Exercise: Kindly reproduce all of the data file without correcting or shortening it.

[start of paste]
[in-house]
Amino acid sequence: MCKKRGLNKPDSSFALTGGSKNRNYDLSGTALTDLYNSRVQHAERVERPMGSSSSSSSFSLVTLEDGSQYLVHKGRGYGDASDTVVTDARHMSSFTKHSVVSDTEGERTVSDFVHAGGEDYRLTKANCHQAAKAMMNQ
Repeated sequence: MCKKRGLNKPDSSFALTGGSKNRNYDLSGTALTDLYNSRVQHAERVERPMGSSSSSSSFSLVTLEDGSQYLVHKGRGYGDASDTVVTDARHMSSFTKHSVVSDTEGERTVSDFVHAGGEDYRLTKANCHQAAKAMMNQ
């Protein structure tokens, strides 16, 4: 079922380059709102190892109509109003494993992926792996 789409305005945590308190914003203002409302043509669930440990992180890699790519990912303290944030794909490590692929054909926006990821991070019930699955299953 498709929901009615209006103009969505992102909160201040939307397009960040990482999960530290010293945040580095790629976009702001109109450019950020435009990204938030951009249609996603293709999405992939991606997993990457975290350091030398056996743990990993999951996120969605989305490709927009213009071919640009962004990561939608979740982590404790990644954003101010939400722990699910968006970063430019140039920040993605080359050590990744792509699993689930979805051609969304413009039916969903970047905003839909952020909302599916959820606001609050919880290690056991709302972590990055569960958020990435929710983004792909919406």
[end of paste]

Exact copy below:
[in-house]
Amino acid sequence: MCKKRGLNKPDSSFALTGGSKNRNYDLSGTALTDLYNSRVQHAERVERPMGSSSSSSSFSLVTLEDGSQYLVHKGRGYGDASDTVVTDARHMSSFTKHSVVSDTEGERTVSDFVHAGGEDYRLTKANCHQAAKAMMNQ
Repeated sequence: MCKKRGLNKPDSSFALTGGSKNRNYDLSGTALTDLYNSRVQHAERVERPMGSSSSSSSFSLVTLEDGSQYLVHKGRGYGDASDTVVTDARHMSSFTKHSVVSDTEGERTVSDFVHAGGEDYRLTKANCHQAAKAMMNQ
């Protein structure tokens, strides 16, 4: 079922380059709102190892109509109003494993992926792996 789409305005945590308190914003203002409302043509669930440990992180890699790519990912303290944030794909490590692929054909926006990821991070019930699955299953 498709929901009615209006103009969505992102909160201040939307397009960040990482999960530290010293945040580095790629976009702001109109450019950020435009990204938030951009249609996603293709999405992939991606997993990457975290350091030398056996743990990993999951996120969605989305490709927009213009071919640009962004990561939608979740982590404790990644954003101010939400722990699910968006970063430019140039920040993605080359050590990744792509699993689930979805051609969304413009039916969903970047905003839909952020909302599916959820606001609050919880290690056991709302972590990055569960958020990435929710983004792909919406």